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I sit with a few girls during lunch recess

we all like to doodle

Tomorrow (September 22) is the first day of autumn (!)

But it’s Arizona – 96 degrees and humid from a recent storm

 

Laura’s drawing pretty ladies shopping

Julia is sketching fashion (dresses, skirts, shirts)

and I draw ferns, acorns and other accoutrements of Nature

kids are shouting and running around us – we remain composed

Student Council Elections

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Unsplash Photo

I say this every year during Student Council election time: Adults could take a cue from these 4th – 8th graders when it comes to running a campaign.

This is what they do:

  • Stick to positive actions they want to actuate;
  • Talk only about what THEY stand for and how receptive they will be to help the community;
  • Give heartfelt speeches despite their fear of public speaking

…and candidates who lose tearfully congratulate the winners.

It’s an endless source of inspiration and hope for me. I feel optimistic and happy about our future because these kids have huge hearts and really put themselves out there.

We adults just need to be better role models for them.

 

 

 

 

Flowers from a Student

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gerbera daisy

“When they go low, we go to the polls.”

and…

“Stop comparing yourself to other people.”

Oprah Winfrey

 

These are just a few notable quotes from her commemoration speech to graduates at USC’s Annenberg School of Communication and Journalism graduation ceremony.

“Your” Children

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Dandelion Watercolor

One of the biggest lessons in life I’ve had to unlearn is that my children are “mine.”

Gibran’s words are plain and true:

Your children are not your children.
They are the sons and daughters of Life’s longing for itself.
They come through you but not from you,
And though they are with you yet they belong not to you.

Kahlil Gibran

Too many parents believe their children are a reflection of themselves. Our job as parents is to provide nourishment and safety for these souls. But they are whole people already – we do not – SHOULD not – impose our dreams on them.

 

Writing prompt: What do you want to be when you grow up?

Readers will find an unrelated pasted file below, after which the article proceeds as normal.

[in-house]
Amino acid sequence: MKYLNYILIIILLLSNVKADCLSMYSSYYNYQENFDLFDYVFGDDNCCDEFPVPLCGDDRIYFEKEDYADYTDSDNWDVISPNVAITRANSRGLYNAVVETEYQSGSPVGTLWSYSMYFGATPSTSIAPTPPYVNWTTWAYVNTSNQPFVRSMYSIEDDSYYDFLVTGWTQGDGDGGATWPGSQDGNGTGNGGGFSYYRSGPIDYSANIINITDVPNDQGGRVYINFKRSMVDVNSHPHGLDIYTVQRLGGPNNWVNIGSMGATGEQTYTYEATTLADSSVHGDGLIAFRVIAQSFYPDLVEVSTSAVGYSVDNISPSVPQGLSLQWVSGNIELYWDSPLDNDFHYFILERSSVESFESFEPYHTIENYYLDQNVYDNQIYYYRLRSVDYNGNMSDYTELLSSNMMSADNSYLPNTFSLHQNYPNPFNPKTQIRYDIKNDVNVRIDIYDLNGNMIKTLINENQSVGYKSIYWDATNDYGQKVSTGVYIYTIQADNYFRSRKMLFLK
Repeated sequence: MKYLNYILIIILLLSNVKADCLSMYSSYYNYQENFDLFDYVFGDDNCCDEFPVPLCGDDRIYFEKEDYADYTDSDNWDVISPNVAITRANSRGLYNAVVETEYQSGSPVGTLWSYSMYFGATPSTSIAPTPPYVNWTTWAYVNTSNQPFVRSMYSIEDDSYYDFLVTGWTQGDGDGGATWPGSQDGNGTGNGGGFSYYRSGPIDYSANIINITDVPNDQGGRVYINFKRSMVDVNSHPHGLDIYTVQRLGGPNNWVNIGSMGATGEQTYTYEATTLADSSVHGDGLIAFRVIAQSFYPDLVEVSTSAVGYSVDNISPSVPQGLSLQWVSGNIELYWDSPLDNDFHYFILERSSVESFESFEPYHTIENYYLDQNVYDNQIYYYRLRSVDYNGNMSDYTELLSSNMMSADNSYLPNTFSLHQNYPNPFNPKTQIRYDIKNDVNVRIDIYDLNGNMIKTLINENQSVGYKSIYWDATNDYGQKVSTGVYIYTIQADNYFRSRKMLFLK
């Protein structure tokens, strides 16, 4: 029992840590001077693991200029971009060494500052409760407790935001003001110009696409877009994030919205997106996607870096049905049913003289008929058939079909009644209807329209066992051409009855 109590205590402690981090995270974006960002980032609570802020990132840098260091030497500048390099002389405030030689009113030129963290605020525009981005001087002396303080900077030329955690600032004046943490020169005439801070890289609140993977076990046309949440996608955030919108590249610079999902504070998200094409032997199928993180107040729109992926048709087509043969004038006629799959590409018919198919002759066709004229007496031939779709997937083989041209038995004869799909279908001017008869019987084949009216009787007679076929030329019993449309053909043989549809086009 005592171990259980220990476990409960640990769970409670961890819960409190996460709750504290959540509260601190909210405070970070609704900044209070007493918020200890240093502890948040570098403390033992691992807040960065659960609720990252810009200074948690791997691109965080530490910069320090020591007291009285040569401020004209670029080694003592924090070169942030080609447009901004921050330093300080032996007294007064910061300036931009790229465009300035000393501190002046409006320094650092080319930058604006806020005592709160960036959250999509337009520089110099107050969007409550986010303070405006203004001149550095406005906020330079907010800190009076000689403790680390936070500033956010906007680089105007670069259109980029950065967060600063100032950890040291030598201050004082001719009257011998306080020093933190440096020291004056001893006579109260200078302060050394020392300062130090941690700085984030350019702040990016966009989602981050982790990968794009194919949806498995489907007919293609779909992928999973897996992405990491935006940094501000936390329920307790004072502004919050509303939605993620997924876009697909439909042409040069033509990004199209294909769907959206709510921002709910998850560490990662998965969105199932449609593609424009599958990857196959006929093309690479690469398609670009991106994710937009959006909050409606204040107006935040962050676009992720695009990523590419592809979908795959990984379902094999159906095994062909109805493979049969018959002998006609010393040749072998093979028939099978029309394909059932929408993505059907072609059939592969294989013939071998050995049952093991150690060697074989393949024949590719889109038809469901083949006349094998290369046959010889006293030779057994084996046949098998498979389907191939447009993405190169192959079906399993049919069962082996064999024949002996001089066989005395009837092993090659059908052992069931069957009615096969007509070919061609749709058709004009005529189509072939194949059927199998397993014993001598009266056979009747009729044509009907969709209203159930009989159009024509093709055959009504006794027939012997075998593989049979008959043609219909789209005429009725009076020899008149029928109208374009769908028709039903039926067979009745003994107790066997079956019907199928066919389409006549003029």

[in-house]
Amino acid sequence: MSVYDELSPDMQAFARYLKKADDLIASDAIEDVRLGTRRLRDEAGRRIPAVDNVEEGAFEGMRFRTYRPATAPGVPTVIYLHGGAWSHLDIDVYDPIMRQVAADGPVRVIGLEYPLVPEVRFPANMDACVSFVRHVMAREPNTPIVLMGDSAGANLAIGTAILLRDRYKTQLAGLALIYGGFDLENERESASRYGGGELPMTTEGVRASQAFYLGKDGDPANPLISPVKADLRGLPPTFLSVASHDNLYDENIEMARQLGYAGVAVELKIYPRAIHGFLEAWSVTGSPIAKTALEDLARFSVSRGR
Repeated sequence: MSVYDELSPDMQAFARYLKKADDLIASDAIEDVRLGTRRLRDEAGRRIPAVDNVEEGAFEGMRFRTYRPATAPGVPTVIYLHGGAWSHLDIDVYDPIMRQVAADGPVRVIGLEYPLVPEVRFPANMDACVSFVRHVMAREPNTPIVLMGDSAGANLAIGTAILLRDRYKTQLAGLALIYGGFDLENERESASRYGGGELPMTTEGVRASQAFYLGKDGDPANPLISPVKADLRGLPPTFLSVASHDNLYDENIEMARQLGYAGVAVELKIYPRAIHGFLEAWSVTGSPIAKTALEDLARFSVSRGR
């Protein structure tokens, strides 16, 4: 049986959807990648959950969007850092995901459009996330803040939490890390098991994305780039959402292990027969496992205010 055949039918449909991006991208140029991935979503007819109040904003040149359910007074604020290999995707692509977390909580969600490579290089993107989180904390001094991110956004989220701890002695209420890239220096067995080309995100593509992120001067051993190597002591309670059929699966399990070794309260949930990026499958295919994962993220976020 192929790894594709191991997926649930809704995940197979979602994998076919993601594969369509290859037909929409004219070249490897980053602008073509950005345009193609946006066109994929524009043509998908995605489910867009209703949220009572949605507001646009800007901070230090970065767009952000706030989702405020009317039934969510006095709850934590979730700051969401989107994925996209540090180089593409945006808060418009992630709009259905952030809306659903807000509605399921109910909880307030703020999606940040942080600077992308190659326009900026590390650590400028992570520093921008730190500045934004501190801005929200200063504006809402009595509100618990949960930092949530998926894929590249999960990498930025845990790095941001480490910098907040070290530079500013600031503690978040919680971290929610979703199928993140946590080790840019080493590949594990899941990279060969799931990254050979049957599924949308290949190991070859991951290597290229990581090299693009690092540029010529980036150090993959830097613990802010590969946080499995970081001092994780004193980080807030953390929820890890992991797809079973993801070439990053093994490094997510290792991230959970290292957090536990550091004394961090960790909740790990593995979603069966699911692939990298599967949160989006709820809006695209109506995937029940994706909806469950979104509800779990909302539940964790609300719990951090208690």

Student: This prompt makes me sad. Because I don’t know. My parents tell me I must be either be an engineer or a doctor. I cannot have a job that pays less than that.

Teacher: Well, let’s say your parents tell you that you can pursue ANY profession that you want. What would it be?

Student: I don’t know…I don’t know, because I’ve never even thought of it.

Why do parents tell their kids how to live your lives when they have their own?

 

By the way, Gibran never had children. Maybe he could be this wise because he had the distance necessary to see the whole picture.

 

 

 

 

 

 

 

I’m a Teacher, Not a Martyr

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Mr. Wright is leaving. He’s my daughters’ high school orchestra teacher. Everyone is deeply saddened because he’s an exceptional teacher and person. In fact, he just won the district’s exemplary teacher’s award. His students were crestfallen – he’s such an amazing teacher! This is his dream job. So why is he leaving?

Because he can’t afford to stay: His wife stays at home and he has children he must support and can’t with a teacher’s salary.

This is wrong.

One of my co-workers is a single mom and her two sons are not covered under health insurance because she can’t afford it. Every sniffle, ache and potential accident gives her great cause to worry.

This is wrong.

Arizona has been identified as the worst for teacher pay and teacher friendliness by at least two separate studies. More teachers are leaving than entering with each year. Even substitute teachers are in great shortage.

This is wrong.

It’s time to make things right in Arizona’s education system. You can ignore the symptoms of any illness, but that doesn’t mean it will go away.